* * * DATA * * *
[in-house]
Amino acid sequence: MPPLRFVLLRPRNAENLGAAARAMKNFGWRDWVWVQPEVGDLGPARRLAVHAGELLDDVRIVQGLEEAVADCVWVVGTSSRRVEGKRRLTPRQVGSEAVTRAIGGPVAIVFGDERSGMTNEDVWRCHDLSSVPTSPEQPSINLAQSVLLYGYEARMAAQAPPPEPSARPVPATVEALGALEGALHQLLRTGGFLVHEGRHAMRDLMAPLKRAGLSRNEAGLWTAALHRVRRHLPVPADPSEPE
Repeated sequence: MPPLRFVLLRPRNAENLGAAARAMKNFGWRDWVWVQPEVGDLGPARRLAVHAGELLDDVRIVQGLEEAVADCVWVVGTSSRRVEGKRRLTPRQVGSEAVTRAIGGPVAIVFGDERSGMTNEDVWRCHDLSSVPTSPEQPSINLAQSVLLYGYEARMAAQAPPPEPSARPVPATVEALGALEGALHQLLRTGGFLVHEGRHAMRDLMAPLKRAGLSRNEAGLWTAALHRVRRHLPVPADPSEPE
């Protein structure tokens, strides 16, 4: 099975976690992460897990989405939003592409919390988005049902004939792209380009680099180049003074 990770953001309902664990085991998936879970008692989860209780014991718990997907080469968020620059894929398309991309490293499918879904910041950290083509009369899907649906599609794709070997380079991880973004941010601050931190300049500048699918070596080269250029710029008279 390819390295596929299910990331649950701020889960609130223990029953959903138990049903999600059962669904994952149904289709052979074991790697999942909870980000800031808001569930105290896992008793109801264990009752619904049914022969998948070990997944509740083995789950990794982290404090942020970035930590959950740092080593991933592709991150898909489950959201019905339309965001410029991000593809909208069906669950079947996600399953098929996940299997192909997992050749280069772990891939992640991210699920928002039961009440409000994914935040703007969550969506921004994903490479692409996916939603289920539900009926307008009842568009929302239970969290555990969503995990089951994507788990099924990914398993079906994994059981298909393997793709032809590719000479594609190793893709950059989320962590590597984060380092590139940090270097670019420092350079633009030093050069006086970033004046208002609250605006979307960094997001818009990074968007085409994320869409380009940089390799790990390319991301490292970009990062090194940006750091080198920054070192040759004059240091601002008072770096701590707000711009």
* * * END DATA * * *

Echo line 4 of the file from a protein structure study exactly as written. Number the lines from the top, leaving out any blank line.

């Protein structure tokens, strides 16, 4: 099975976690992460897990989405939003592409919390988005049902004939792209380009680099180049003074 990770953001309902664990085991998936879970008692989860209780014991718990997907080469968020620059894929398309991309490293499918879904910041950290083509009369899907649906599609794709070997380079991880973004941010601050931190300049500048699918070596080269250029710029008279 390819390295596929299910990331649950701020889960609130223990029953959903138990049903999600059962669904994952149904289709052979074991790697999942909870980000800031808001569930105290896992008793109801264990009752619904049914022969998948070990997944509740083995789950990794982290404090942020970035930590959950740092080593991933592709991150898909489950959201019905339309965001410029991000593809909208069906669950079947996600399953098929996940299997192909997992050749280069772990891939992640991210699920928002039961009440409000994914935040703007969550969506921004994903490479692409996916939603289920539900009926307008009842568009929302239970969290555990969503995990089951994507788990099924990914398993079906994994059981298909393997793709032809590719000479594609190793893709950059989320962590590597984060380092590139940090270097670019420092350079633009030093050069006086970033004046208002609250605006979307960094997001818009990074968007085409994320869409380009940089390799790990390319991301490292970009990062090194940006750091080198920054070192040759004059240091601002008072770096701590707000711009």